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One glorious emerald Anna dressThis was a pretty quick, I-need-something-glam-fast dress to wear to Fashfest and it’s turned out to be one of my two favourite makes of the year. I just feel fabulous every time I wear it! It’s the tried-and-true Anna bodice with a scooped out back plus a self-drafted pleated skirt (if by self-drafted you mean “lie fabric next to ruler and pleat until it’s the right width”). But the thing that really makes it is the fabric: more of that silk jersey from Mood. I’ve wanted to sew with this for years but it’s always been prohibitively expensive – until one late night browsing the Mood website for something else entirely I stumbled across it at 15 per cent of its usual price (A$11 a yard!) and, well, the only question was which colour to buy. I got 3.5 yards each of three colours (I still have a bright red/orange to sew) quick smart. But the next morning when I thought to share this bounty with instagram, lo it was changed to 15 per cent OFF the regular price, per haps alerted by my order? This stuff is an absolute dream to sew and it feels like wearing a waterfall. I’ve worn this dress so much. (Yes, it does need some bra-strap-holding thread chains in the shoulders; I know this but haven’t bothered.)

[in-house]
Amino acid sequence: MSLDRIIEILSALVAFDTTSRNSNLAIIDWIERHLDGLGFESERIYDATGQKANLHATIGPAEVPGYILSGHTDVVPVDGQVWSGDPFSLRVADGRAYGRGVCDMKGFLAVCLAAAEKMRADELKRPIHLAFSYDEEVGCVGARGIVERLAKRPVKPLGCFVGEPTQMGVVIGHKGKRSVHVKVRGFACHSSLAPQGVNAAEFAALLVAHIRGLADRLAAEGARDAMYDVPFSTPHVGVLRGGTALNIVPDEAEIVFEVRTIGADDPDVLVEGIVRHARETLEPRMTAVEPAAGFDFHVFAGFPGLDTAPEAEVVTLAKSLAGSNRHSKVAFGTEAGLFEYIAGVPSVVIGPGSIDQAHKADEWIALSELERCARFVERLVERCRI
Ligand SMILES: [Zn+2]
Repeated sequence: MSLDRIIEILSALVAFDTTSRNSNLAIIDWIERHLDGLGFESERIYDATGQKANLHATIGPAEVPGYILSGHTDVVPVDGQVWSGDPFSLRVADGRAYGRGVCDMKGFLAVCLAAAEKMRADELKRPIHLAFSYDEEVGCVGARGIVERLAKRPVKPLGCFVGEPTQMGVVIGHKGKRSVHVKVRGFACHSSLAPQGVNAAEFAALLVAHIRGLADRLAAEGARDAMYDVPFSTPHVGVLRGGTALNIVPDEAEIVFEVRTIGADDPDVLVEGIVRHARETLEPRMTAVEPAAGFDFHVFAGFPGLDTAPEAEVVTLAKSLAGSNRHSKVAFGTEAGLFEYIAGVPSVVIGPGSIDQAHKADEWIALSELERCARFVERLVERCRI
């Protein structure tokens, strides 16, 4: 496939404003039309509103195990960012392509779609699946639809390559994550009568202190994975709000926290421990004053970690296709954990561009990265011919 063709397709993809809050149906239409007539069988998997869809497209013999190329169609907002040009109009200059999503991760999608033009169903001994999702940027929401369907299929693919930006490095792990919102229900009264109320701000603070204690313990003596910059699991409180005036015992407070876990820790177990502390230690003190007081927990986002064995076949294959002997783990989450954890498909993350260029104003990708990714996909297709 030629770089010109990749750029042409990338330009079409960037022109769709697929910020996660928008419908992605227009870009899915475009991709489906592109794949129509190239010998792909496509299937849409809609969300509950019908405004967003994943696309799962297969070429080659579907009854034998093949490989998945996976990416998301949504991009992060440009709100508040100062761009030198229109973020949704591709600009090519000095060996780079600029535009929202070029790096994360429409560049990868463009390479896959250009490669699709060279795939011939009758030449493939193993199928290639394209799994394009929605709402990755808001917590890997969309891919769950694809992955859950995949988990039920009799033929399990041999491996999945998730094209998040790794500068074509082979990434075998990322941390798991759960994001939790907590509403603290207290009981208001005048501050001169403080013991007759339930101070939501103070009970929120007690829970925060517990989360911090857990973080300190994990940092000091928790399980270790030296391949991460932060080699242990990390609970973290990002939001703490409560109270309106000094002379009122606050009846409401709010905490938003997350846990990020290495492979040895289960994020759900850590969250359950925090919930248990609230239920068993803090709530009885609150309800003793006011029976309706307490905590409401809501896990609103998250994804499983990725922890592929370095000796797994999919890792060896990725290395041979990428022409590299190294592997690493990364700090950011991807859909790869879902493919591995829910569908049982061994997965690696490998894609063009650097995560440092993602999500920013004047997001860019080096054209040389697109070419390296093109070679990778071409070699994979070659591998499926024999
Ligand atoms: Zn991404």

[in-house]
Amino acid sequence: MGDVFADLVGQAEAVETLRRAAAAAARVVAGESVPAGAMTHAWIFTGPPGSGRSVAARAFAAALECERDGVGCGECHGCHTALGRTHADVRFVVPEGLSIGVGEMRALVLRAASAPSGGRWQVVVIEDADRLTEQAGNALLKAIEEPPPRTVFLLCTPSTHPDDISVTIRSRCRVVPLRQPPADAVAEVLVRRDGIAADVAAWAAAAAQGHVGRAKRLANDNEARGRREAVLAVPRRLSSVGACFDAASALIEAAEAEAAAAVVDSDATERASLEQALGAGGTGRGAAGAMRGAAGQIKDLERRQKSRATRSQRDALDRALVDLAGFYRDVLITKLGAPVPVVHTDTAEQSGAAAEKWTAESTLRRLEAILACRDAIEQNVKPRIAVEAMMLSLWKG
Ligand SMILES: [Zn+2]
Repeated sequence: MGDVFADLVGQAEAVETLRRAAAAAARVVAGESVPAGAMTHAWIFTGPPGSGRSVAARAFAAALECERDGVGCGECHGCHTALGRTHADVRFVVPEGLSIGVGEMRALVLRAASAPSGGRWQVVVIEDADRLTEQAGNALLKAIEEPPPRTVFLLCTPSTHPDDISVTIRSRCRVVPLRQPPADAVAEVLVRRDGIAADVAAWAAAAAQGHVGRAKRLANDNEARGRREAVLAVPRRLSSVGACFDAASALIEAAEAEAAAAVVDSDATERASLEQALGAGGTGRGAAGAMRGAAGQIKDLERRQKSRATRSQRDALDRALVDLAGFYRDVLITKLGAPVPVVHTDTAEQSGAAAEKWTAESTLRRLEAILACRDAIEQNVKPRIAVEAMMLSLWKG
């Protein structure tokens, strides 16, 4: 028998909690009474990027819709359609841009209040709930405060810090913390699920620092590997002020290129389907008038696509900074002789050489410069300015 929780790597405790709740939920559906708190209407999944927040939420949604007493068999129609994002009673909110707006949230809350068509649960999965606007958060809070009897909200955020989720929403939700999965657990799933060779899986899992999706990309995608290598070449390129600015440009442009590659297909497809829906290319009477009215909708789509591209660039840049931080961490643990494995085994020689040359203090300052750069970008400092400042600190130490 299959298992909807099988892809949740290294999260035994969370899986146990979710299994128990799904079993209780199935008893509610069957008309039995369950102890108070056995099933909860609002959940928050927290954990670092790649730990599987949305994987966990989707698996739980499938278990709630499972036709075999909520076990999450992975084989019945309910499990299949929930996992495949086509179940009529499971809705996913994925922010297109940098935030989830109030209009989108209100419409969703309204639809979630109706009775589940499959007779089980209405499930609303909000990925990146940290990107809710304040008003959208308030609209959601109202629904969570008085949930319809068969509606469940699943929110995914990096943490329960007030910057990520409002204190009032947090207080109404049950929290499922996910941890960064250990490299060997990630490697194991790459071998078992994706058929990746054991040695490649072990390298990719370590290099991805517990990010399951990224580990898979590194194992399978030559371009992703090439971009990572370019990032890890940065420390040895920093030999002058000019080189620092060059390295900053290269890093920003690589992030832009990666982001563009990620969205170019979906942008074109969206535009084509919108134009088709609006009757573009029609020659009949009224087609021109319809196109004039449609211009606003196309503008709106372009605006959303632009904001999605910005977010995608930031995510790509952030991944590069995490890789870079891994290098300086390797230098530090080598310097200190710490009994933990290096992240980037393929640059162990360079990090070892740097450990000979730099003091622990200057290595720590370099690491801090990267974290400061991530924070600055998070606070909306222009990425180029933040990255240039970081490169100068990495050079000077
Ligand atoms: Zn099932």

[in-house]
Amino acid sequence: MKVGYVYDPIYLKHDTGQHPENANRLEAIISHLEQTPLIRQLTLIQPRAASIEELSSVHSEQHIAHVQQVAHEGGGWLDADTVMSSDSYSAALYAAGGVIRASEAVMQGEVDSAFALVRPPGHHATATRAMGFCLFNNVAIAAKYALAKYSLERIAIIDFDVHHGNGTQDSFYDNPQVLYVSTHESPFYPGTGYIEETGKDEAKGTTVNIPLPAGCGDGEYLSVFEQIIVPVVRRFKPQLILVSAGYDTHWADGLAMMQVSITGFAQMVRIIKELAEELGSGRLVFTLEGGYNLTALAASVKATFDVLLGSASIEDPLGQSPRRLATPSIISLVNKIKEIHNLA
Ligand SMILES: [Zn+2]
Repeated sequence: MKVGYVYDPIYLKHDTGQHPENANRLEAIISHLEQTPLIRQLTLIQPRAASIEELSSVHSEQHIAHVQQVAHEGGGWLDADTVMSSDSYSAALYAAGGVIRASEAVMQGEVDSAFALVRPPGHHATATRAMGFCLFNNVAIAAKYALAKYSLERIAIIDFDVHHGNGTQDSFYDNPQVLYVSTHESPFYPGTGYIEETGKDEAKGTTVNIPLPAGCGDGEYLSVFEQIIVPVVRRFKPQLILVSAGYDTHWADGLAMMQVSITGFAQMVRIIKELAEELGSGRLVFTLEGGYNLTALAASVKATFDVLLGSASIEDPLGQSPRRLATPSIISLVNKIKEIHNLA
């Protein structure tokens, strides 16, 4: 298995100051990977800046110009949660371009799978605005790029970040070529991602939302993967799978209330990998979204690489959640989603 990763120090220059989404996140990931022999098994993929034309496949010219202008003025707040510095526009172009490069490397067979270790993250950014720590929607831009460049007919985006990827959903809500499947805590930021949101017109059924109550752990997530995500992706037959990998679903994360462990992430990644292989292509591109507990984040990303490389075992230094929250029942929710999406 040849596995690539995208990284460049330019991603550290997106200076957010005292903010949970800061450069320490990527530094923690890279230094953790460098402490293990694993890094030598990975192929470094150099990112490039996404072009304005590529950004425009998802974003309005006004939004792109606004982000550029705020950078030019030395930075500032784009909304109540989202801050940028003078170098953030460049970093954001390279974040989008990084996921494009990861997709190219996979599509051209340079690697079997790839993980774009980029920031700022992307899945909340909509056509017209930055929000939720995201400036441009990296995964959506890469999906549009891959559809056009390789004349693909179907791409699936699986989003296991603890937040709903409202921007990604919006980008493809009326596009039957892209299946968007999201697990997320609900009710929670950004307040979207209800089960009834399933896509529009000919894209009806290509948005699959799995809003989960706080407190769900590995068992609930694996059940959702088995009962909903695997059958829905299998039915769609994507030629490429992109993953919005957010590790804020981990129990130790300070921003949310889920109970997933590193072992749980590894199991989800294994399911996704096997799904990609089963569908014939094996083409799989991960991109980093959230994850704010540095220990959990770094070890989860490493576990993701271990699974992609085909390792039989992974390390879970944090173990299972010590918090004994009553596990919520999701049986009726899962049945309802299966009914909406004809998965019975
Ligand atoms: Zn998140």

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One Cotton + Steel + Chalk fab floral dress. Like most of the rest of the sewing sphere, when I saw the Rifle Paper Co. collaboration with Cotton+Steel I had to get some. 2016 has been the year I discovered rayon properly – its drape! its feel against the skin! – so for me there was no question about the substrate and Miss Matatabi only had red left by the time I finally went to buy some. Lucky I love red! I wanted to try out the Cotton+Chalk Rosie dress pattern that came with a Simply Sewing magazine and am happy with the pairing of fabric and pattern. I also love the piping I added at the waist panel. I’m not happy, however, with the fit – I just couldn’t work out the sizing properly and even though I took the side seams in heaps the neckline gapes something shocking plus the zipper bulges. I think part of the problem is the bodice is too long – I’m working on a new sloper so I can try to adjust these things before I get sewing. But these issues haven’t stopped me wearing this a whole lot as a casual dress. (Psst… I can’t remember how I discovered this but Rifle Paper Co is doing another fabric collection, this time inspired by Alice in Wonderland. I think it’s out a bit later this year.)